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Frank Kane was born in Cheshire in 1953. After many years working in the electrical industry, he started his own electrical wholesale business, which collapsed after 12 years of very successful trading. Since his release from prison, Frank is now settled and working as a lorry driver. John Tilsley is also the author of Be a Good Boy, Johnny and Nevada Blue. He lives in Cheshire.
Kim Kane was born in London in a bed bequeathed by Wordsworth for '. . . a writer, a dancer or a poet'. Despite this auspicious beginning, she went on to practise law. In 2004, Kim threw her unbridled materialism to the wind and started to write. Kim now works exactly part-time as a lawyer and exactly part-time as a writer and the combination is perfect. Kim has noticed that most proper children's writers like chickens. Kim hates chickens. She does, however, like being backstage, her nephew, Angus, and, if she is strictly honest, most fatty snacks. Above all of these (except perhaps Angus), Kim likes telling stories, and on a good writing day she wouldn't trade her life for anything.
Ben Kane was born in Kenya and raised there and in Ireland. He studied veterinary medicine at University College Dublin, and after that he travelled the world extensively, indulging his passion for ancient history. He now lives in North Somerset with his wife and family. For more information visit www.benkane.net.
Jessica Francis Kane was born in 1971, and has lived in New York City, Washington DC and, recently, in London where some of these stories are set. She now lives in Virginia with her husband. She is currently writing a novel which Chatto plan to publish in 2004.
Samantha Kane lives in North Carolina with her husband and three children. She is published in several romance genres including historical, contemporary and science fiction. Her erotic Regency-set historical romances have won awards, including Best Historical from RWA's erotic romance chapter Passionate Ink, and the Historical CAPA (best book) award from The Romance Studio. She has a master's degree in American History, and taught high school social studies for ten years before becoming a full time writer.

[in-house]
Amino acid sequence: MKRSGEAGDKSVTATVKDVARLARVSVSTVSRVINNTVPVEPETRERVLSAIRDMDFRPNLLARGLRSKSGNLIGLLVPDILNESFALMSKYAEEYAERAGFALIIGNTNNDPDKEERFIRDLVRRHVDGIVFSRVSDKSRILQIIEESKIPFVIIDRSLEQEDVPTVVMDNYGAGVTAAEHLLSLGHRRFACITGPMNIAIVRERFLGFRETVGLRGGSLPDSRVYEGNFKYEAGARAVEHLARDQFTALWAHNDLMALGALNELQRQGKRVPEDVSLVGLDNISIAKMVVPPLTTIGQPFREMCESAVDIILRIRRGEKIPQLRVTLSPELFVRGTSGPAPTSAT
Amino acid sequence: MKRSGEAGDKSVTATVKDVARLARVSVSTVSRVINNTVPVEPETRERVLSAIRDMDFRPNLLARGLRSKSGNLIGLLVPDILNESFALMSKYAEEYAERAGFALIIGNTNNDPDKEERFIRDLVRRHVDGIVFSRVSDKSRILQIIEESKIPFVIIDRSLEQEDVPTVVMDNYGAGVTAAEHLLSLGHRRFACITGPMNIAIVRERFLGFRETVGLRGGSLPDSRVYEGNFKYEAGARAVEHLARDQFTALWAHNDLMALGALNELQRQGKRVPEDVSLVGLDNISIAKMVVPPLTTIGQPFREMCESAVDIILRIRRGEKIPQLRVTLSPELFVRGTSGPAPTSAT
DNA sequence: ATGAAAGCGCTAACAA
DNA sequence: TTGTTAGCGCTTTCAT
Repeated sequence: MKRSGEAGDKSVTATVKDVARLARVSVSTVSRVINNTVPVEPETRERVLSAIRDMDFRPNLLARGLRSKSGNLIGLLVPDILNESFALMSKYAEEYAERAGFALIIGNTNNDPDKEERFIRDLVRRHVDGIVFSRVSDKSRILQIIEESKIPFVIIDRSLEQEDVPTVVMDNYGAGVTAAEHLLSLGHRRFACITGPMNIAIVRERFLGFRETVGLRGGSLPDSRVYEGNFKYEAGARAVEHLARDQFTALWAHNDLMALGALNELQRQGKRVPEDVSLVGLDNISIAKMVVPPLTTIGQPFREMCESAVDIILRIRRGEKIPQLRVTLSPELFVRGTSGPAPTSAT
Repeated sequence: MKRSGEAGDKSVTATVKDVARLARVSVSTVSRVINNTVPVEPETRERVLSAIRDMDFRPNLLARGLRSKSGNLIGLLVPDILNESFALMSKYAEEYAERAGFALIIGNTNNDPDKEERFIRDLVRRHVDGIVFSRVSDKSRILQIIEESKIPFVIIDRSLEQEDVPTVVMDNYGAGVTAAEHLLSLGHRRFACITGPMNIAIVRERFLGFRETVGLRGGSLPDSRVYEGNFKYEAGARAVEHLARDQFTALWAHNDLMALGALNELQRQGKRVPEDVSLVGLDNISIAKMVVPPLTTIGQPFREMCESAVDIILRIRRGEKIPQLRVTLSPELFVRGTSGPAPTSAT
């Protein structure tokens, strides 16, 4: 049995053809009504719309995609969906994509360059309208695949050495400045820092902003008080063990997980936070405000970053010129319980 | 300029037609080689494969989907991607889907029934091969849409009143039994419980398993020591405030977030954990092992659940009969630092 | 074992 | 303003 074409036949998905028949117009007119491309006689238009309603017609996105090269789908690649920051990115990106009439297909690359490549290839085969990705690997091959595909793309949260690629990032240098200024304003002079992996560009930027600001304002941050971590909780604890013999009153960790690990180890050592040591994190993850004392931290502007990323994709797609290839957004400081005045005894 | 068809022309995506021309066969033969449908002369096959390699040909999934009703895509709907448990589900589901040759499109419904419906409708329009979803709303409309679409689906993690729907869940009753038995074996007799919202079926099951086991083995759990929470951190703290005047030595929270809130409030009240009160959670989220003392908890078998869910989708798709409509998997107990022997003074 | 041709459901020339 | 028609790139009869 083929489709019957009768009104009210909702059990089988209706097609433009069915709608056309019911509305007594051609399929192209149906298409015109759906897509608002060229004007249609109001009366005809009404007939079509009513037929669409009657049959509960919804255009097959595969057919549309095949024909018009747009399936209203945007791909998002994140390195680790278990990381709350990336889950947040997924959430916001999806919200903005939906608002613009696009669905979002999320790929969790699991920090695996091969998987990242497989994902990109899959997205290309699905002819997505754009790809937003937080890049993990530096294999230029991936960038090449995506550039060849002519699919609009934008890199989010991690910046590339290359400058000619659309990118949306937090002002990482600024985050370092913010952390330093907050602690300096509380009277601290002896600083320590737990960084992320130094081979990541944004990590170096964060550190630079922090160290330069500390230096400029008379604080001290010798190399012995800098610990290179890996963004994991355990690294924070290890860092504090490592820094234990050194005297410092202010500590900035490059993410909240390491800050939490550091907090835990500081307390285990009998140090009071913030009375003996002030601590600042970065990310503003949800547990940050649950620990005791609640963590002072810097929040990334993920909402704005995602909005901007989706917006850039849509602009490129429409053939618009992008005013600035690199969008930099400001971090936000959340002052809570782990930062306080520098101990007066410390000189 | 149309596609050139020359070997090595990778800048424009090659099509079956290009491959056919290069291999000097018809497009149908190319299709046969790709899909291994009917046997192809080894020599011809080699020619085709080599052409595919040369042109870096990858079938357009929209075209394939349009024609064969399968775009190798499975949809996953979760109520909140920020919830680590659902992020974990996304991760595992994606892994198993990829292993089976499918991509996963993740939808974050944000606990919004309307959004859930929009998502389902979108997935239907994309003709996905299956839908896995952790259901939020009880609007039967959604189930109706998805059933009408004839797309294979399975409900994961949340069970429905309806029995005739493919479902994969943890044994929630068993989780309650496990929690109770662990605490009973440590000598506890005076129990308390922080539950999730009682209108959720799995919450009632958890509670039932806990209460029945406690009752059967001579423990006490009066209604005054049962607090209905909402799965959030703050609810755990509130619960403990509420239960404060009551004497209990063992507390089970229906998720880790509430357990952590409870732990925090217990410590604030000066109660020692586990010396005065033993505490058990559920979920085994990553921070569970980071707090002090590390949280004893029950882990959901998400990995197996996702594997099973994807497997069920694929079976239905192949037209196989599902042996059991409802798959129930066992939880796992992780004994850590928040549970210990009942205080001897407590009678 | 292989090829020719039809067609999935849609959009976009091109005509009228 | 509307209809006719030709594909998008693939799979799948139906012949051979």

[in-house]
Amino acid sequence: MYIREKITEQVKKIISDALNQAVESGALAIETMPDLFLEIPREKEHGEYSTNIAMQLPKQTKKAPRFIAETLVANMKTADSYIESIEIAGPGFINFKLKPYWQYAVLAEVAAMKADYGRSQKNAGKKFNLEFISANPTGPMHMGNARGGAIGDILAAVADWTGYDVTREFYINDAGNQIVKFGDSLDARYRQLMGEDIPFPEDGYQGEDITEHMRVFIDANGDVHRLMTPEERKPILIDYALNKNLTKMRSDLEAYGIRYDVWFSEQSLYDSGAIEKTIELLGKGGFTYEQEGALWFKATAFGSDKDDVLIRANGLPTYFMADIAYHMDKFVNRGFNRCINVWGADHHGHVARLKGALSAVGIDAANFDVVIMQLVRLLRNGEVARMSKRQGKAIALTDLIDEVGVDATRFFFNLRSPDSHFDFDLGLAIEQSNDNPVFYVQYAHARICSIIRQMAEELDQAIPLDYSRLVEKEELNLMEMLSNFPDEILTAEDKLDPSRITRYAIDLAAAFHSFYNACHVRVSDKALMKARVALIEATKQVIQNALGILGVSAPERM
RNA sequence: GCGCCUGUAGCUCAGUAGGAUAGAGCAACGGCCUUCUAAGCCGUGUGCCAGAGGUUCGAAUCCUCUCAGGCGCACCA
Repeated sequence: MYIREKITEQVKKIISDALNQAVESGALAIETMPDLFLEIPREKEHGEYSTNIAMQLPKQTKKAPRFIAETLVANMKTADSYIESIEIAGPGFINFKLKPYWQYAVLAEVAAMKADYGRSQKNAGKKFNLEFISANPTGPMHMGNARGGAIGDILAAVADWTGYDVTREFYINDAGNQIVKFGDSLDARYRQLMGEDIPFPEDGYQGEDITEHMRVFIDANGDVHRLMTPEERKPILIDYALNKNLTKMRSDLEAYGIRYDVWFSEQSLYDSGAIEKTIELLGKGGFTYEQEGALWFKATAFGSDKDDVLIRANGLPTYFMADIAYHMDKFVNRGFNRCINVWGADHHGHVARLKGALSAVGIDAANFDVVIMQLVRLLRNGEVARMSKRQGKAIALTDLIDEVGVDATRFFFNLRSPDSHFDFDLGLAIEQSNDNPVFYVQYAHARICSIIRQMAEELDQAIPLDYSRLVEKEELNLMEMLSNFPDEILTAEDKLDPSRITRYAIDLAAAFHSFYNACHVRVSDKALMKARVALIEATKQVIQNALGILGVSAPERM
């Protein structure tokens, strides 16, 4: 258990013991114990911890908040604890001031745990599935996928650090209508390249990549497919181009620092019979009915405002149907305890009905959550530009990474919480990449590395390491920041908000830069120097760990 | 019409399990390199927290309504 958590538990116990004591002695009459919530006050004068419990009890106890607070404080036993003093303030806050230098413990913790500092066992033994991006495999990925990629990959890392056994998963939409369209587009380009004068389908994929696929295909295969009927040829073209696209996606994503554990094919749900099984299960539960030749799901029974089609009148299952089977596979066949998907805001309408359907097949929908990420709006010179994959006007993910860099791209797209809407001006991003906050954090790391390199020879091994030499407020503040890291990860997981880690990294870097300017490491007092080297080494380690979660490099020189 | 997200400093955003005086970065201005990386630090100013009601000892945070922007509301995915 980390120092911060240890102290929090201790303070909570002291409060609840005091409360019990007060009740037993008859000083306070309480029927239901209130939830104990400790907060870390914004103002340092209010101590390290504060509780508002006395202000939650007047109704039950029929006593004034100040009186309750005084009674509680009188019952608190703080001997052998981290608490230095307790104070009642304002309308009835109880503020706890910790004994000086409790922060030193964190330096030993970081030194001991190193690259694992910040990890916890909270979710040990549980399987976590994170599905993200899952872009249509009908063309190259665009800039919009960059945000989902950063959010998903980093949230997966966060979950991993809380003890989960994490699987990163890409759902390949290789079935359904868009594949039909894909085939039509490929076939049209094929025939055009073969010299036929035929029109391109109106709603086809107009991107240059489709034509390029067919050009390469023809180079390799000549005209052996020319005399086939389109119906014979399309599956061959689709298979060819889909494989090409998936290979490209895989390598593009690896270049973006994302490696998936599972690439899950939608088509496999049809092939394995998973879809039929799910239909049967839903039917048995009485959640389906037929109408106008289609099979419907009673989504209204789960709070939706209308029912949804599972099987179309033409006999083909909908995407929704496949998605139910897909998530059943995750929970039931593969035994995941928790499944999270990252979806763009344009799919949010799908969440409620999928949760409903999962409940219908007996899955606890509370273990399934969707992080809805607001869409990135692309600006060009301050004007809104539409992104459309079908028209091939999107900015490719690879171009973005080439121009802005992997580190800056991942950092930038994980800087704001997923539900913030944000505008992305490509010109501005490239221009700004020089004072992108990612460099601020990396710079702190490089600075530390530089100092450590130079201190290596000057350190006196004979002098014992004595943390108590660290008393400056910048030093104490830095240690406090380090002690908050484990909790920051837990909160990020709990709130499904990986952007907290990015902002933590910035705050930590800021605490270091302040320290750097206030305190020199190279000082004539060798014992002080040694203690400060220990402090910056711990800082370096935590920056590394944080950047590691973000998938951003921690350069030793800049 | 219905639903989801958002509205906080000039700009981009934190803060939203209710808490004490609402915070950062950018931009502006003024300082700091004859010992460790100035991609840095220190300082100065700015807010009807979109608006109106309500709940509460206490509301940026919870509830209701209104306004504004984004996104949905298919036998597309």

Hitomi Kanehara stopped attending high school at eleven, left home as a teenager and began sending her stories by email to her writer father who helped edit them. Her debut, Snakes and Earrings, was published when she was twenty-one and won the top Japanese literary award, the Akutagawa Prize. One of the judges, celebrated writer Ryu Murakami, said her book was 'easily the top choice, receiving the highest marks of any work since I became a member of the selection panel'. The Japanese edition of Snakes and Earrings has since topped bestseller lists and sold over a million copies.
Younghill Kang (1903-1972) was born in what is now North Korea and emigrated to the US in his late teens. While teaching English at New York University, he was introduced by fellow professor, Thomas Wolfe, to Scribner's editor Maxwell Perkins, who would publish Kang's books. Kang was the first Asian to be awarded the Guggenheim Fellowship.
Immanuel Kant (1724-1804) was one of the most influential philosophers of all time. His comprehensive and profound thinking on aesthetics, ethics and knowledge has had an immense impact on all subsequent philosophy.
Angela Kanter is a journalist and part-time assistant in a primary school. Journey to Apple Pie, an eight-part serial for children, was broadcast on LBC. She won the Company/Beverley Hayne Memorial Award for magazine writing. This is her second book. She is now living in London.
Alan Jones is a writer, broadcaster and film critic. An international film festival juror, he is the co-organiser of London's FrightFest. Jussi Kantonen hones his minimalist instincts as an architect, struggling to decide between 'less is more' and 'more, more, more'. He swears by vinyl records and still throws the occasional DJ gig in Europe.
Jodi Kantor began her journalism career by dropping out of Harvard Law School to join Slate.com in 1998. Four years later, she became the youngest section editor of the New York Times, taking over and revamping the Arts & Leisure section. She began covering the Obamas for the paper in 2007, writing front-page stories that chronicled their biographies and philosophies, and also writing about Hilary Clinton, Sarah Palin and other major political figures along the way. She is a recipient of the Columbia Young Alumni Achievement Award, she was chosen by Crain's Magazine as one of "40 Under 40" New Yorkers, and she appears regularly on American television, including Today and the Charlie Rose Show.